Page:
A loosely formed autobiography by Andy Warhol, told with his trademark blend of irony and detachment In The Philosophy of Andy Warhol --which, with the subtitle (From A to B and Back Again), is less a memoir than a collection of riffs and reflections--he talks about love, sex, food, beauty, fame, work, money, and success; about New York, America, and his childhood in McKeesport, Pennsylvania; about his good times and bad in New York, the explosion of his career in the sixties, and his life among celebrities.
From the Back Cover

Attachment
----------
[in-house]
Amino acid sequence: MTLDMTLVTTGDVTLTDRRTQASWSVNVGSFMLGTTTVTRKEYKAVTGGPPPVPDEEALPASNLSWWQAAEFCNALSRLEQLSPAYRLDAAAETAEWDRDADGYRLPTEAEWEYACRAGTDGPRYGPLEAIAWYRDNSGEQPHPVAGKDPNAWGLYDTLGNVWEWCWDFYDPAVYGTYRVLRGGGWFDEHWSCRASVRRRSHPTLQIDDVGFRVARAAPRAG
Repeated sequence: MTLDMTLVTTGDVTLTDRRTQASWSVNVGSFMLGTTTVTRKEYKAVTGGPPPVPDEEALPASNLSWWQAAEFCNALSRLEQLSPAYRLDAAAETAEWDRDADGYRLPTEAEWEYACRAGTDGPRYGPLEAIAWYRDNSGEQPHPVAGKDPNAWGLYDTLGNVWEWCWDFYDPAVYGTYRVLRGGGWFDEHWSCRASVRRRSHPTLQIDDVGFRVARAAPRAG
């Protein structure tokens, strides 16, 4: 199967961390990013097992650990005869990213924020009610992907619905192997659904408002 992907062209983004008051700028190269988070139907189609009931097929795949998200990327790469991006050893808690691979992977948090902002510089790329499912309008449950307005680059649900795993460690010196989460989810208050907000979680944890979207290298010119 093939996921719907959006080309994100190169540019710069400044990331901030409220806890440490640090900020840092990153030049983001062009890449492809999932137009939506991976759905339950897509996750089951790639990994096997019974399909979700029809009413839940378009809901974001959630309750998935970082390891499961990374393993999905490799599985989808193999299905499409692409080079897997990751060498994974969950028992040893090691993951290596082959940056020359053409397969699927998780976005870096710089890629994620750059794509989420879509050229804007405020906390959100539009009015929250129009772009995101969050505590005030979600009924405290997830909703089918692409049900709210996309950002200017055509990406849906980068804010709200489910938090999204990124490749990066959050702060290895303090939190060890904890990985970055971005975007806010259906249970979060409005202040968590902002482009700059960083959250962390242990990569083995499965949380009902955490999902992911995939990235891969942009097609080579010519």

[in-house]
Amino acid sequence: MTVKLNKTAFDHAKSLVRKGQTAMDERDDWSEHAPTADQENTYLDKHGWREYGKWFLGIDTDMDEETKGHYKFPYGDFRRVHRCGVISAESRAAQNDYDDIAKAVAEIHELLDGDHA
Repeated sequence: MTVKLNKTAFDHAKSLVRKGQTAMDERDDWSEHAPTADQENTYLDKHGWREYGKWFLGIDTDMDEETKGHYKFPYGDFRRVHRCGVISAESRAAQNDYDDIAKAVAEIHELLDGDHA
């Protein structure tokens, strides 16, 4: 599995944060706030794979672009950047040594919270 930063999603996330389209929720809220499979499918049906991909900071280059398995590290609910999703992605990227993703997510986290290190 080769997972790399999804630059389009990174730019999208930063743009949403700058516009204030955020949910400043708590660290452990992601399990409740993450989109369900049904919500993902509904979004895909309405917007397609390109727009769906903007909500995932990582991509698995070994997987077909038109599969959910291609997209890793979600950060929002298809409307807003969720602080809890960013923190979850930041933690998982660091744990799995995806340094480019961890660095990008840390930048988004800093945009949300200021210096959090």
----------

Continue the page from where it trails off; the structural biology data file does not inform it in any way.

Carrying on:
Andy Warhol claimed that he loved being outside a party so that he could get in. But more often than not, the party was at his own studio, the Factory, where celebrities from Edie Sedgwick and Allen Ginsberg to the Rolling Stones and the Velvet Underground gathered in an ongoing bash. In The Philosophy of Andy Warhol the enigmatic Warhol makes the reader his confidant on love, sex, food, beauty, fame, work, money, success, and much more. * Andy on love: People should fall in love with their eyes closed. Just close your eyes. Don't look. * Andy on beauty: I really don't care that much about 'Beauties.' What I really like are Talkers. * Andy on money: It's always good to get abstract when it comes to economics. * Andy on class: The rich have many advantages over the poor, but the most important one, as far as I'm concerned, is knowing how to talk and eat at the same time. * Andy on underwear: I would rather watch somebody buy their underwear than read a book they wrote. Andy Warhol (1928-1987), a painter and graphic artist, also produced a significant body of film work, including his famous Chelsea Girls. Equally well known in the late sixties and early seventies as resident host at his studio, the Factory, Warhol died in New York in 1987.